By Savanna VandenHeuvel
Open mics allow performers to share their artistry through a multitude of media, whether it be through music, poetry, comedy or another talent.
Jermy Rodda, a freshman, music major at Humboldt State University expressed that he has attended multiple open mics throughout the year.
“I’ve been to Blondie’s twice and I went to one of the open mics on campus,” Rodda said. “I’m a vocal emphasis major in music and on campus I have been working in the realm of music and the music building.”
Many times, the performers have no educational background in music, but they are generally well versed in an array of instruments and are looking for a place to share their individual stylings and original work.
Joshua Masada, a frequent performer at Northtown Coffee in Arcata, said that he and his friends perform at open mic night and like to turn the performance night into time spent with friends.
This shift to open mics is not just about the entertainment, but it is also about the people and atmosphere. Because open mics are hosted by a multitude of venues, each one offers a different atmosphere and set of people and by these settings being more intimate and individualized, more of these events are turning into nightly hang outs rather than a one time event. When talking with the owners of Northtown Coffee, they said that they like to keep their open mics small and they enjoy the close groups that come to watch and perform.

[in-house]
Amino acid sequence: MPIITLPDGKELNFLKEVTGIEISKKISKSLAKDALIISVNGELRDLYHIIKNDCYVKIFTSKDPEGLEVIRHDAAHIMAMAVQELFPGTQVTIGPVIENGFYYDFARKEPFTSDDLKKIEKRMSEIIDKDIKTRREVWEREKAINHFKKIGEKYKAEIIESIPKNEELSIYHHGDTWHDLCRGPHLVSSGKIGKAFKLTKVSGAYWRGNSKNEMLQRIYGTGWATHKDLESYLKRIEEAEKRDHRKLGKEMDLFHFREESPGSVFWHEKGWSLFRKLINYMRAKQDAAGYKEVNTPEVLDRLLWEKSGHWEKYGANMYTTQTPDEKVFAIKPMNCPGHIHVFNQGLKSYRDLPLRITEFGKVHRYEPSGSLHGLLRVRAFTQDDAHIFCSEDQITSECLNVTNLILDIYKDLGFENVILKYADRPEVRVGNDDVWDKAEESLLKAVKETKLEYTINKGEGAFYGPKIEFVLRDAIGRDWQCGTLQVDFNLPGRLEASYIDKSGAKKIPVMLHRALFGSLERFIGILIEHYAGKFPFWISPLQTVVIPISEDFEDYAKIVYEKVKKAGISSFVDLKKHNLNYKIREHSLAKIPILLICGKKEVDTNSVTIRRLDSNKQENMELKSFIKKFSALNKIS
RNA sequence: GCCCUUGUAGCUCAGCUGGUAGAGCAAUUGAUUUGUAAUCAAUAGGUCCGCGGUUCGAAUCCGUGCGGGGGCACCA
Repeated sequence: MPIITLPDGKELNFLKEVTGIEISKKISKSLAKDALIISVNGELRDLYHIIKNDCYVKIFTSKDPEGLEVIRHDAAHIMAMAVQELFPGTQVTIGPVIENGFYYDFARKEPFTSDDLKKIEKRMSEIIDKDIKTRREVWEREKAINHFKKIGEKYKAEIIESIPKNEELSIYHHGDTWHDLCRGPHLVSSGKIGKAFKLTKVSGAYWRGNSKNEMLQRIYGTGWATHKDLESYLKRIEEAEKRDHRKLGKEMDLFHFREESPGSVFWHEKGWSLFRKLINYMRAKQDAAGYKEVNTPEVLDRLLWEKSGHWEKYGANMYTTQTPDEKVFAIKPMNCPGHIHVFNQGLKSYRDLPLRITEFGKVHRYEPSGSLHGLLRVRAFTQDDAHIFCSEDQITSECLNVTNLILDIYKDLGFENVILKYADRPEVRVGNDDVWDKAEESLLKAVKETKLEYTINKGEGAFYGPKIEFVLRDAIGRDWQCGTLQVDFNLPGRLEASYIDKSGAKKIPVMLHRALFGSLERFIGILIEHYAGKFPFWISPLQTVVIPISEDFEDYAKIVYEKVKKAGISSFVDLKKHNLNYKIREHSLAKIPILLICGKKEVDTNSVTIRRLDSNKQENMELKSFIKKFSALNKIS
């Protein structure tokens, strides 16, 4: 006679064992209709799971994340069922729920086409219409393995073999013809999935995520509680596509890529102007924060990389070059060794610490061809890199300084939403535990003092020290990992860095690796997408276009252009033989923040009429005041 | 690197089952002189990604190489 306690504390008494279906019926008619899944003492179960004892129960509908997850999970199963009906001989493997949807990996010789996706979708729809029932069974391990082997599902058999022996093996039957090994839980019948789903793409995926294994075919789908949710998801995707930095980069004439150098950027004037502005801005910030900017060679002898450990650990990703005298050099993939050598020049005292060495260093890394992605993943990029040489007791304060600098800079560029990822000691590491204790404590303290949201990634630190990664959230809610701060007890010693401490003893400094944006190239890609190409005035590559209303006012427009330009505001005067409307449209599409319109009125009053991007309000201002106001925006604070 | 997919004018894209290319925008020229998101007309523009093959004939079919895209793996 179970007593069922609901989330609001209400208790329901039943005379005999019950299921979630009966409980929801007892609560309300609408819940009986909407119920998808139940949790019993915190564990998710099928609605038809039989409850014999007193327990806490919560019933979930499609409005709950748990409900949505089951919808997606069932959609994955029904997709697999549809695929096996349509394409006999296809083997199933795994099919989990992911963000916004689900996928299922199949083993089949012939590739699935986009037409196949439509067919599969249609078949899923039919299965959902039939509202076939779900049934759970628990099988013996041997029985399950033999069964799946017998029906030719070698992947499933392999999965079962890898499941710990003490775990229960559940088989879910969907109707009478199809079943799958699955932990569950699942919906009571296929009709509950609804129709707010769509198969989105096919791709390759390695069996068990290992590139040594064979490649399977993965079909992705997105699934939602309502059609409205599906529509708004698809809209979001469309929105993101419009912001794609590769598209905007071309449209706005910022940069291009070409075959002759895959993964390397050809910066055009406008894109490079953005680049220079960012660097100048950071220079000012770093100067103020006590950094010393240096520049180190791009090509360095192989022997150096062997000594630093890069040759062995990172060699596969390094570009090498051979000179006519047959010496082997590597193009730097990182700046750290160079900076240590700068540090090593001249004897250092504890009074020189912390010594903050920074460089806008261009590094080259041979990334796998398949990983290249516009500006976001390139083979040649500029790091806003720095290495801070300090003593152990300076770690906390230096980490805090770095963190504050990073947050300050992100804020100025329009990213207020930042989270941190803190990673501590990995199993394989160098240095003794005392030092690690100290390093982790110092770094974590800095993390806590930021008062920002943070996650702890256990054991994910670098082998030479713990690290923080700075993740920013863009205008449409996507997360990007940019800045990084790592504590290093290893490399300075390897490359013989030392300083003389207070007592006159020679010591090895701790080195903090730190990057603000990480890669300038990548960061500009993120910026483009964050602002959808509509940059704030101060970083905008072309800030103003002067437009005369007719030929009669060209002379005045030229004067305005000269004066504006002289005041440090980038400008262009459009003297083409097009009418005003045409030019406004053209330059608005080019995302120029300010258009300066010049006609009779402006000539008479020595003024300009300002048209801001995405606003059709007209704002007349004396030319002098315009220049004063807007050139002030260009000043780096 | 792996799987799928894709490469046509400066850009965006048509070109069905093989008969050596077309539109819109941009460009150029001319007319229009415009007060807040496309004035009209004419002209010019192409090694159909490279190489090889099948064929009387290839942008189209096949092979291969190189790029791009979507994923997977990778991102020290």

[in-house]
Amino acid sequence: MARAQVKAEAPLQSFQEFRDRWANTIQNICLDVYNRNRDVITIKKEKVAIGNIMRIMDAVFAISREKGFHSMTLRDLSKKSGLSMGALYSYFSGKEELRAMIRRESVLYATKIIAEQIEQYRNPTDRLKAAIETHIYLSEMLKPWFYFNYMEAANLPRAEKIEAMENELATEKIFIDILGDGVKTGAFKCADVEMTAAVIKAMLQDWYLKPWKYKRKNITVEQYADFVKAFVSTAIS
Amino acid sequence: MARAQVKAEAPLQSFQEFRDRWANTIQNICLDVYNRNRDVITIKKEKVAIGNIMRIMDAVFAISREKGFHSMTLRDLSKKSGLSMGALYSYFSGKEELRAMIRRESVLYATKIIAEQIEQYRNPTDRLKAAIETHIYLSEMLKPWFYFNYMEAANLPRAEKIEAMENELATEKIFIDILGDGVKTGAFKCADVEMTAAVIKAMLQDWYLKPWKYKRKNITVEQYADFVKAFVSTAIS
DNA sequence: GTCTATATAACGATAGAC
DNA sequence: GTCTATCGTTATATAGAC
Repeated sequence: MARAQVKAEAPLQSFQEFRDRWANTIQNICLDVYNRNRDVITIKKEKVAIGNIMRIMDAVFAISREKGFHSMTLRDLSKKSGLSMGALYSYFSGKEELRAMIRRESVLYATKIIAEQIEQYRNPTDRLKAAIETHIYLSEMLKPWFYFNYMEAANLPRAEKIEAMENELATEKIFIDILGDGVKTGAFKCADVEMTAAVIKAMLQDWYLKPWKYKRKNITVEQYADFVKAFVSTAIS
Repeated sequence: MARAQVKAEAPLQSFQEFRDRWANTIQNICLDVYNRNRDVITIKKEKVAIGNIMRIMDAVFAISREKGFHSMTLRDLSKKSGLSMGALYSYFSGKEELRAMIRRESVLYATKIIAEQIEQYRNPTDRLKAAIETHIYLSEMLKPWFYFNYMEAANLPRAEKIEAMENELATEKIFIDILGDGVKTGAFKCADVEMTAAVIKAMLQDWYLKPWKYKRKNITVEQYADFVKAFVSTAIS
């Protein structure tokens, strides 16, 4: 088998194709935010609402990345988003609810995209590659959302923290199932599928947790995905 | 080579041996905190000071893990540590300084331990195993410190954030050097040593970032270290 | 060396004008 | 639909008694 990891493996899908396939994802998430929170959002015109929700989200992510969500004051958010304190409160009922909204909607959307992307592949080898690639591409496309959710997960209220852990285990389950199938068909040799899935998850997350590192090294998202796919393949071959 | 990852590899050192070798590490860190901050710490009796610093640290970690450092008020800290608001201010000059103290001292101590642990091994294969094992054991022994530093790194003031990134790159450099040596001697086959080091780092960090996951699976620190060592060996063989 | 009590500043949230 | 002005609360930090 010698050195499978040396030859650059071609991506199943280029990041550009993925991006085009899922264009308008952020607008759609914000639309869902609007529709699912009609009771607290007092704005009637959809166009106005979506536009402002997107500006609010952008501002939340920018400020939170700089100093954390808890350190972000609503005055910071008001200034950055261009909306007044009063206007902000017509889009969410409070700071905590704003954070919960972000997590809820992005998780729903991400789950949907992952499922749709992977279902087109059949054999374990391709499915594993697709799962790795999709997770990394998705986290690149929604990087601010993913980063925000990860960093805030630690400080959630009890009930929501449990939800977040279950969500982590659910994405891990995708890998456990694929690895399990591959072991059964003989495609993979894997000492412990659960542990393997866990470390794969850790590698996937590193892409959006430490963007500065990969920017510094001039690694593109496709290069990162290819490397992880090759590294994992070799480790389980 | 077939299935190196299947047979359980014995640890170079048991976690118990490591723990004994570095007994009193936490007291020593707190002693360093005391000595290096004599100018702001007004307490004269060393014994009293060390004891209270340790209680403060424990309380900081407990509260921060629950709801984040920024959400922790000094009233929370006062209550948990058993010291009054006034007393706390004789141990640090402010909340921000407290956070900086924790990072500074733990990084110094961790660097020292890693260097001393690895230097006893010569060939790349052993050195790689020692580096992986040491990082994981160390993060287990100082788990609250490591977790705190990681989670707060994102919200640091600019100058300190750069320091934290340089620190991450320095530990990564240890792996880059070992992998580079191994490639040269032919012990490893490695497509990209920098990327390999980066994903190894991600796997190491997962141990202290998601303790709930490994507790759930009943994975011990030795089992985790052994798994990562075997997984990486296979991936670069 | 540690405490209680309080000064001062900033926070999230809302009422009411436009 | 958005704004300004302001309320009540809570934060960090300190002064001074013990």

Danielle Madden, a sophomore at Humboldt State, said she likes to attend open mics for her Friday night entertainment and uses them as time to catch up and spend time with friends.
“I try to check out an open mic every Friday,” Madden said. “I generally go to Northtown or Blondie’s and my friends always come along and we hang out there until closing time.”
This trend is sticking and not only the owners of the venues are noticing, but so are the performers.